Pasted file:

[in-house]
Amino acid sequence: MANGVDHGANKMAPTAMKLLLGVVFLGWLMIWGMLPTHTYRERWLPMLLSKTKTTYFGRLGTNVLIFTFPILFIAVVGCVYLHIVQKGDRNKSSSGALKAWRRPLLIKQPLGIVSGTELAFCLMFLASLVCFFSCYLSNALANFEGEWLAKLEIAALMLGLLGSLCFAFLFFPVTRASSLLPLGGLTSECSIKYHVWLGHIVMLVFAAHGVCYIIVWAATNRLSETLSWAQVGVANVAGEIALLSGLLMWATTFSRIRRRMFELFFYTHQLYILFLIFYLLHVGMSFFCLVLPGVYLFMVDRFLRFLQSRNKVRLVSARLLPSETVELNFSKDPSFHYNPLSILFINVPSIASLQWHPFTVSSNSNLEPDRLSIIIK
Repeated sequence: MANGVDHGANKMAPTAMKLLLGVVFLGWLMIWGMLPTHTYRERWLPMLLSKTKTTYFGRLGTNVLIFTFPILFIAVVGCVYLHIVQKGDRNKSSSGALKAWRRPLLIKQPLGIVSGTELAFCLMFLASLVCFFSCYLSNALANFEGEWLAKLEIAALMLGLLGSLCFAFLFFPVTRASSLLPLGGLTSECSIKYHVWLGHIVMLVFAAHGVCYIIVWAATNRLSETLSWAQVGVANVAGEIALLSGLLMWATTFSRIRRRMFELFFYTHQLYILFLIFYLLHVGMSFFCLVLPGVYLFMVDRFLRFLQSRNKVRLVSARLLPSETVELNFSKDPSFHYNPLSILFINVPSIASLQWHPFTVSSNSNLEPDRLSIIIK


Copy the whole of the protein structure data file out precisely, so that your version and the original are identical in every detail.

[in-house]
Amino acid sequence: MANGVDHGANKMAPTAMKLLLGVVFLGWLMIWGMLPTHTYRERWLPMLLSKTKTTYFGRLGTNVLIFTFPILFIAVVGCVYLHIVQKGDRNKSSSGALKAWRRPLLIKQPLGIVSGTELAFCLMFLASLVCFFSCYLSNALANFEGEWLAKLEIAALMLGLLGSLCFAFLFFPVTRASSLLPLGGLTSECSIKYHVWLGHIVMLVFAAHGVCYIIVWAATNRLSETLSWAQVGVANVAGEIALLSGLLMWATTFSRIRRRMFELFFYTHQLYILFLIFYLLHVGMSFFCLVLPGVYLFMVDRFLRFLQSRNKVRLVSARLLPSETVELNFSKDPSFHYNPLSILFINVPSIASLQWHPFTVSSNSNLEPDRLSIIIK
Repeated sequence: MANGVDHGANKMAPTAMKLLLGVVFLGWLMIWGMLPTHTYRERWLPMLLSKTKTTYFGRLGTNVLIFTFPILFIAVVGCVYLHIVQKGDRNKSSSGALKAWRRPLLIKQPLGIVSGTELAFCLMFLASLVCFFSCYLSNALANFEGEWLAKLEIAALMLGLLGSLCFAFLFFPVTRASSLLPLGGLTSECSIKYHVWLGHIVMLVFAAHGVCYIIVWAATNRLSETLSWAQVGVANVAGEIALLSGLLMWATTFSRIRRRMFELFFYTHQLYILFLIFYLLHVGMSFFCLVLPGVYLFMVDRFLRFLQSRNKVRLVSARLLPSETVELNFSKDPSFHYNPLSILFINVPSIASLQWHPFTVSSNSNLEPDRLSIIIK